Thursday, 6 June 2013

Sarin in Syria and toxic reactions

So France and Britain have unearthed evidence that the Syrian government has used the nerve agent Sarin against its own people.

That’s a shameful act, and it’s understandable that for the US as well as the French and British governments, it represents a red line they’ve said they won’t let the Assad regime cross. So their accusations, coming on top of the successful British and French move to lift the EU arms embargo on Syria, suggest there’s a head of steam building up to intervene against Assad. At the very least, the governments seem intent on supplying weapons to the rebels.

’s impressive, at first glance at least, is that they’ve gone to the trouble to build up some evidence for their view before acting on it. The problem is they’re ignoring rather a lot of other evidence.

The first is that Western intelligence agencies don’t have a terribly good track record on information about inhumane weapons in the Middle East. We went down that road over Saddam Hussein in Iraq, and it didn’t lead anywhere we’d want to go again.

Qusair. Now recaptured by government forces.
Is this somewhere we really want to get sucked into?
The Iraq experience rather makes my second reason for reticence over renewed Western intervention in the region. All these Arab springs, they’ve had mixed results. Probably the one that has done best was Tunisia, and even there there’s plenty to question, not least the current trial of feminist activists. But whatever Tunisia achieved, it managed without Western involvement. On the other hand, where we have stuck our oar in, things have often gone pretty badly. 

In Libya the results have been at best patchy. And in Iraq, they were disastrous: at huge cost, above all in Iraqi lives, we’ve converted that country into a client state of Iran, the nation the West most loves to hate in that part of the world. Which presumably wasn’t the aim of the exercise.

It looks as though we could end up doing the same thing in Syria, by putting entirely the wrong people in power. Al Qaida elements are increasingly dominating the rebels. Certainly, we’d be supplying arms to the nice guys, but how could we prevent them sliding into the hands of the bad guys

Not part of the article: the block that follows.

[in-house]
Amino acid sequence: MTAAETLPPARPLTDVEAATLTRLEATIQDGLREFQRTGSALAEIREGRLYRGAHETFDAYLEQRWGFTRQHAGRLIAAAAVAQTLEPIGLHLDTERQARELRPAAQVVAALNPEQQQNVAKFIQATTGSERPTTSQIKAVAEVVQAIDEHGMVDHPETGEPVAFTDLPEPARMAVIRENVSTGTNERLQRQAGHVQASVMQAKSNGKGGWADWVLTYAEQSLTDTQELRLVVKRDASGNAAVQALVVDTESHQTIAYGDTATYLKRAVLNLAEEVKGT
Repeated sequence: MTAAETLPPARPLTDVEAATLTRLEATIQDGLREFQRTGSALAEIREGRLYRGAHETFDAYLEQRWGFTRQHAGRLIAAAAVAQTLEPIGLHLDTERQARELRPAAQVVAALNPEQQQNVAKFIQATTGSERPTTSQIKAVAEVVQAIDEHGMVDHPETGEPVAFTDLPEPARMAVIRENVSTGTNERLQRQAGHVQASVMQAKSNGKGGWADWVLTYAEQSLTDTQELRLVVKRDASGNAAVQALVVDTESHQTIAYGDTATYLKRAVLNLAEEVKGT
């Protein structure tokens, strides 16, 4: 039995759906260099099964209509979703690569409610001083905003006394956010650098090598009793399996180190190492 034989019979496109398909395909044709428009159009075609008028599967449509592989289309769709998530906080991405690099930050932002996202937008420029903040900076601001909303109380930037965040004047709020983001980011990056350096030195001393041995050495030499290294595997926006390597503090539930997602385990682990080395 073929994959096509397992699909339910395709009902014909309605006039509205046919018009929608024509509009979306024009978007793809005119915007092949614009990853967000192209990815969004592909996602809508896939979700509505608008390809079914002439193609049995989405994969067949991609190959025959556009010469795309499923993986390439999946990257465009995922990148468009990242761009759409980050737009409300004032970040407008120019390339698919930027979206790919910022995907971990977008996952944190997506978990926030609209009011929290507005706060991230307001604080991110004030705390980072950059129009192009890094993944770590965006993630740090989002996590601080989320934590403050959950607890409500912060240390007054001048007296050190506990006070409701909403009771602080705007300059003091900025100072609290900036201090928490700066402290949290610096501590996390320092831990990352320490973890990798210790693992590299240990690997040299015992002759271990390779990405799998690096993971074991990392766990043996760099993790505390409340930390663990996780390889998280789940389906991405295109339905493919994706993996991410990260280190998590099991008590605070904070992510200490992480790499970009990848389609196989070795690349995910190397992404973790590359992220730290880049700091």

It’s hard to see how anyone can possibly still believe that getting involved in warfare around the Middle East will do the West the slightest good. That our governments still indulge that fallacy can only be a tribute to the power of their faith, or at least its capacity to overwhelm any aptitude 
they may have had for sober policy-making.

The faith in British and French government circles may not move mountains but it can shift arms and involve us in another debacle. Which has already started: the first, and dramatic, consequence of the ending of the EU arms embargo is that Russia has provided Assad with advanced anti-aircraft missiles. Emboldened, the regime has since recaptures Qusair, for a long time a major rebel stronghold. And the conflict now has the potential to become a proxy war between Russia and the West.

That the British government should be that wilfully blind is perhaps understandable: Britain has previous form on blundering into Middle East wars on misleading or even faked evidence. But the French? They had the good sense to stand out against the Iraq disaster. They got that one right, so why are they out there beating the drum with Britain this time? Such a disappointment, that Hollande fellow.

The British electorate is way ahead of its government in the good sense stakes. Polls suggest that three quarters are apparently opposed to our arming the rebels. Sadly, however, I remember the biggest ever demonstration in British history: two million people opposing intervention in Iraq. Blair took us in anyway.

We seem to be standing on a dangerous slope we could slip down to results as toxic as any nerve agent being used in Syria.  That would put us in danger of proving Hegel right: ‘What experience and history teach is this – that people and governments never have learned anything from history, or acted on principles deduced from it.’

We fail to learn from our errors and condemn ourselves to repeating them. The saddest consequence is that the price will be paid first by the Syrian population, and then by our own.

The sword-waving politicians responsible will merely wipe the blood from their hands, write best-selling memoirs and make a fortune on the speaker circuit.

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